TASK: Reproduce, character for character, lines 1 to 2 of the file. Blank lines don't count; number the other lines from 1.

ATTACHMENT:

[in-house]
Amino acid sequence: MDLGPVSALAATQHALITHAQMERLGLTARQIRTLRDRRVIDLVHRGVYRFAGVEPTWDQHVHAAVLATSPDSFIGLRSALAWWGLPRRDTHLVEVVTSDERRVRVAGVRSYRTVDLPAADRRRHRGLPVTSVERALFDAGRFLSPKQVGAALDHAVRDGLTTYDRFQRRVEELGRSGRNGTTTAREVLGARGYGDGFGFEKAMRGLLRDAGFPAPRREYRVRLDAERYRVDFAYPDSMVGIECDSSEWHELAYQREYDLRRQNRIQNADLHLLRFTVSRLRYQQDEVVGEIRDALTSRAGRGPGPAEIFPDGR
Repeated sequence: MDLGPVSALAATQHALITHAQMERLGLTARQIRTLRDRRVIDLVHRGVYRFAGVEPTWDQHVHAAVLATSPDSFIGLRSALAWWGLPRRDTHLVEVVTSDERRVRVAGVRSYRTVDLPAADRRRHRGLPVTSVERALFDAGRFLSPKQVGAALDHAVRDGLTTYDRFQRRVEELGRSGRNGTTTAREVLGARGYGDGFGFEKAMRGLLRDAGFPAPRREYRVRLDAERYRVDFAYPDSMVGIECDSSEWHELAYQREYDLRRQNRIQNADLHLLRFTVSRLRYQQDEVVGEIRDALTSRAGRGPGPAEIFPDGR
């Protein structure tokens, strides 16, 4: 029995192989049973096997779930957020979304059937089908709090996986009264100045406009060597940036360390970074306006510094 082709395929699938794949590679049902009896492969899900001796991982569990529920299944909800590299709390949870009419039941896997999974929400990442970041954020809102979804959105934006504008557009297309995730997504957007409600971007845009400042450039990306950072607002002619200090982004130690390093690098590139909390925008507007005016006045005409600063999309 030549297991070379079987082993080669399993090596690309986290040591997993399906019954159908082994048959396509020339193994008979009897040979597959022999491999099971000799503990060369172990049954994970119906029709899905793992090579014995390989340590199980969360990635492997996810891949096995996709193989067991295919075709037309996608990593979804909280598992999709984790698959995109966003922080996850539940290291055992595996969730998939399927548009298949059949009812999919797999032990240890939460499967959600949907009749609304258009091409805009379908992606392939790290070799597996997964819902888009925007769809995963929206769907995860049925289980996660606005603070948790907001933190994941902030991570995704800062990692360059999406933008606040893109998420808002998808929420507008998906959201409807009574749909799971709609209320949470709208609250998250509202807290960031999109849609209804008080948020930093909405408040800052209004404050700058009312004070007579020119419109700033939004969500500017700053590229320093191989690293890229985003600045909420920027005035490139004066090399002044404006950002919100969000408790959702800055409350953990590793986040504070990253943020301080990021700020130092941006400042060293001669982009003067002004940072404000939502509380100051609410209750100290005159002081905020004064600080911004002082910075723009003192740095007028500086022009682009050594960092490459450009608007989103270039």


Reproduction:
[in-house]
Amino acid sequence: MDLGPVSALAATQHALITHAQMERLGLTARQIRTLRDRRVIDLVHRGVYRFAGVEPTWDQHVHAAVLATSPDSFIGLRSALAWWGLPRRDTHLVEVVTSDERRVRVAGVRSYRTVDLPAADRRRHRGLPVTSVERALFDAGRFLSPKQVGAALDHAVRDGLTTYDRFQRRVEELGRSGRNGTTTAREVLGARGYGDGFGFEKAMRGLLRDAGFPAPRREYRVRLDAERYRVDFAYPDSMVGIECDSSEWHELAYQREYDLRRQNRIQNADLHLLRFTVSRLRYQQDEVVGEIRDALTSRAGRGPGPAEIFPDGR